For example, in FY2023/24, the Ministry of Education and Sports plans a deficit of Shs14.3 billion to train 1,000 lower secondary school teachers and it has only targeted to retool only 150 secondary school teachers.
The Ministry also requires Shs24 billion to print slightly more than 6 million copies of instruction materials for the lower secondary curriculum (S1, S2) for both public and private schools. Failure to provide the required funding will negatively impact on the delivery and successful implementation of the new curriculum for all Lower Secondary Schools.
Further, the NBFP also reveals under-funding for the tourism sector, the country’s leading foreign exchange earner. Before Covid-19 pandemic struck, tourism was generating about $1.6 billion into the economy. According to the NBFP for FY 2023/24, the Tourism Development programme is the third least funded NDP III programme with a budget of Shs89 billion, lower than the FY2022/23 approved budget of Shs194,677 billion.
To realise the NDPIII projection for tourism to earn over $ 1.772 billion (Shs6.5 trillion) in FY 2023/24, Mr Mukunda notes that government needs to strategically invest in areas like aggressive promotion and marketing Uganda, skilling human resource along the tourism value chain as well as conservation of wildlife and cultural heritage resources, which will harness the revenue potential of Uganda’s tourism sector.
Tourism budget cut
However, the budget cuts in the tourism sector was an error which Mr Ggoobi said will be corrected to reflect the right amount increase allocated to the sector.
According to trade negotiation expert, Ms Jane Nalunga, the NBFP FY2023/24 under manufacturing focuses on harmonising the already concluded negotiations but does not take into account the ongoing trade negotiations in which the government is involved such as the African Continental Free Trade Area third phase negotiations and World Trade Organisation negotiations among others.
“This is critical in supporting a conducive policy environment for industrialisation and trade and also to ensure that we benefit from the negotiated markets. However, funding is inadequate for the government to negotiate independent positions that protect and promote our interests, positions, policy space and sovereignty,” Ms Nalunga said while presenting CSOs perspective on NBFP last week at CSBAG offices in Kampala.
Reality or fiction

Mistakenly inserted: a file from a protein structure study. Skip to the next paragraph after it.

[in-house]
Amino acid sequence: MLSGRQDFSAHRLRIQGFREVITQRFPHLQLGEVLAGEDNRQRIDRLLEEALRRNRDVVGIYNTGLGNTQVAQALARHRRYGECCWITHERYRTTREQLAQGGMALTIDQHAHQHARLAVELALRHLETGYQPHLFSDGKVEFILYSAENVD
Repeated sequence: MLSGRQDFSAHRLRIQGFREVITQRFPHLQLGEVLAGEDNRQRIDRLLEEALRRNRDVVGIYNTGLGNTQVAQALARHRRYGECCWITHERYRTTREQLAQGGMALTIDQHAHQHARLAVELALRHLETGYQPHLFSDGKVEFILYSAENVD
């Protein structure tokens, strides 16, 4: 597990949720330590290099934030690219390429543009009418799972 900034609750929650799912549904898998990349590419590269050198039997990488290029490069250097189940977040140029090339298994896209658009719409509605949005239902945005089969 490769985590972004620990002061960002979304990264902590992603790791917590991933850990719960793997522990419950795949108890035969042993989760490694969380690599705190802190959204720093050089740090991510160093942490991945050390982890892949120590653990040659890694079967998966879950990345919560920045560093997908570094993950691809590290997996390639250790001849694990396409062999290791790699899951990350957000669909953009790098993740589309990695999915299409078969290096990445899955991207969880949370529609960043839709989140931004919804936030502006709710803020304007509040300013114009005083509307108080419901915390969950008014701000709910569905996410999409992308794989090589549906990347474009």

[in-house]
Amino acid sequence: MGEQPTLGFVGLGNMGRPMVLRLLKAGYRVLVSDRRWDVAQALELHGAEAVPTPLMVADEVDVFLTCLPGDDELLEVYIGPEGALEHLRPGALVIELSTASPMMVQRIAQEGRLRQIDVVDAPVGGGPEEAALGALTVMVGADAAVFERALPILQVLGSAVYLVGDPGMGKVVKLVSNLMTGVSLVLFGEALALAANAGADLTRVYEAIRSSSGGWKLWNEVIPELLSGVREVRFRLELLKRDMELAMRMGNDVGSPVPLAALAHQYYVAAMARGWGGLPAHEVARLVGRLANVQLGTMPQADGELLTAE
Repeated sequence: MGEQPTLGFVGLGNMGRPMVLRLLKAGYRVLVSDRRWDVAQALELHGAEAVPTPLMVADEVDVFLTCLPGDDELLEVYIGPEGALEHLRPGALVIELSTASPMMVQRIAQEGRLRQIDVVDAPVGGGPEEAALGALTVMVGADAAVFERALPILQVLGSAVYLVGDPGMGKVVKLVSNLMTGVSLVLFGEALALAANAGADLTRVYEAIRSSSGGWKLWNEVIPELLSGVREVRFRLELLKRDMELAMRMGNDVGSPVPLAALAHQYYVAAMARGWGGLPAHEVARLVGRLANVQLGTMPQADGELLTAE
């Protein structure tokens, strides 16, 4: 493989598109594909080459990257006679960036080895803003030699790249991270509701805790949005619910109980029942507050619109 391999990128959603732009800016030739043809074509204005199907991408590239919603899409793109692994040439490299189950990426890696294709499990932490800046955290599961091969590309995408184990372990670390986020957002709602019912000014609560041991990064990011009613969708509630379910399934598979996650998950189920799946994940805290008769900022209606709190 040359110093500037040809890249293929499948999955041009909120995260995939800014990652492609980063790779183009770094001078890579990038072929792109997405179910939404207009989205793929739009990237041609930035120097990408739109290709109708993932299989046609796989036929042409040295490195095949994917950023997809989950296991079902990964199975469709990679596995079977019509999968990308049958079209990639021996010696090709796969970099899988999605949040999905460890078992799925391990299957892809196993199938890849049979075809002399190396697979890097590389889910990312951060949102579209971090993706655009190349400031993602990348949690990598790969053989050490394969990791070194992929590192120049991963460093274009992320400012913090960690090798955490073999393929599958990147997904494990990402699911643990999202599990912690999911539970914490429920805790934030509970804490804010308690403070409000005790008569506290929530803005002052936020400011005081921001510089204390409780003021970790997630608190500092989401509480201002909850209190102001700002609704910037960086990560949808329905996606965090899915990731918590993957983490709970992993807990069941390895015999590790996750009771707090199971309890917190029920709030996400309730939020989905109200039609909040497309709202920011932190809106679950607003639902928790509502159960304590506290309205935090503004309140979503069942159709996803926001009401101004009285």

In an interview with Mr Mukunda last week, with the budget of Community Mobilisation and Mindset Change programme projected to reduce by 70 per cent coupled with the ‘laughable’ allocation for extension services and research, successful implementation of the Parish Development Model (PDM) may suffer.
Overall, he noted that although the budget has increased with slightly over Shs1 trillion shillings, the discretionary spending has reduced by Shs2.5 trillion “because we need to pay debt”. And this, he says, “has consequences.”
“You also realise that many Ministries, Departments and Agencies (MDAs) are unhappy with the budget cuts, yet the real issue is that we don’t have enough resources to go around for all the MDAs,” Mr Mukinda told Prosper Magazine.
He continued: “It is about time we stopped all the mega projects that are coming up and only concentrate on operation and maintenance of the existing infrastructure to see us through the difficult time.”
No new taxes
Importantly, Mr Mukunda doesn’t expect government to introduce new taxes because it will be a huge blow on recovery strides that are being registered so far.
There are signals that the economy is slowly taking shape as evident in growth of private sector credit by 0.4 per cent between November and December 2022, trade balance improvements and retaining the stability of the Uganda Shilling relatively against the dollar during the three months to November 2022 which appreciated by 1.6 percent.
According to Mr Mukunda, an astute policy and budget analyst, going by the projections anchored on National Budget Framework Paper, the next budget to a reasonable extent speaks to the situation currently on the ground, except for three areas including under-funding of tourism sector, something Mr Ggoobi said will be done. And starving the agriculture sector of much-needed resources on the pretext that the sector is complimented across the other economic sectors.
In his support is the state minister for animal industry, Mr Bright Kanyontore Rwamirama.
Appearing before a parliamentary committee to defend the sector budget, he noted that the idea that resources/funding for the agriculture sector is spread across other economic sectors is perturbing and unhelpful as it doesn’t help the course of the agricultural sector development.
Then the element of climate change is not properly emphasised in the NBFP which lacks the certificate confirming that the FY 2023/24 budget is climate change responsive.